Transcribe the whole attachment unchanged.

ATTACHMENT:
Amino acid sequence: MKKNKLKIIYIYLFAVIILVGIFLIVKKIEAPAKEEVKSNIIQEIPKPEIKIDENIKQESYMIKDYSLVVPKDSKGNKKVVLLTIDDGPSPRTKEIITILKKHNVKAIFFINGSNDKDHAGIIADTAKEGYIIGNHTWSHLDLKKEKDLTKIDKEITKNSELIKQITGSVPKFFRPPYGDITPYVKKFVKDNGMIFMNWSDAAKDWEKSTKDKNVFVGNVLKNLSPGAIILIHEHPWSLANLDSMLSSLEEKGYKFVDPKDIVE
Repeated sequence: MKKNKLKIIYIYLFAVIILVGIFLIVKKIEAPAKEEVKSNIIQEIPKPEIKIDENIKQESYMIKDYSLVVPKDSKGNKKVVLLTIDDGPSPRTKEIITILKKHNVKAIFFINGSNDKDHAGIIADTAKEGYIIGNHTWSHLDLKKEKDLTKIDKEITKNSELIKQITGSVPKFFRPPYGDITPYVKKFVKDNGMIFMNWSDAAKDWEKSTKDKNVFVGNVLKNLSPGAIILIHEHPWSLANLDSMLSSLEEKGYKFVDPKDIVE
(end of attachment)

Amino acid sequence: MKKNKLKIIYIYLFAVIILVGIFLIVKKIEAPAKEEVKSNIIQEIPKPEIKIDENIKQESYMIKDYSLVVPKDSKGNKKVVLLTIDDGPSPRTKEIITILKKHNVKAIFFINGSNDKDHAGIIADTAKEGYIIGNHTWSHLDLKKEKDLTKIDKEITKNSELIKQITGSVPKFFRPPYGDITPYVKKFVKDNGMIFMNWSDAAKDWEKSTKDKNVFVGNVLKNLSPGAIILIHEHPWSLANLDSMLSSLEEKGYKFVDPKDIVE
Repeated sequence: MKKNKLKIIYIYLFAVIILVGIFLIVKKIEAPAKEEVKSNIIQEIPKPEIKIDENIKQESYMIKDYSLVVPKDSKGNKKVVLLTIDDGPSPRTKEIITILKKHNVKAIFFINGSNDKDHAGIIADTAKEGYIIGNHTWSHLDLKKEKDLTKIDKEITKNSELIKQITGSVPKFFRPPYGDITPYVKKFVKDNGMIFMNWSDAAKDWEKSTKDKNVFVGNVLKNLSPGAIILIHEHPWSLANLDSMLSSLEEKGYKFVDPKDIVE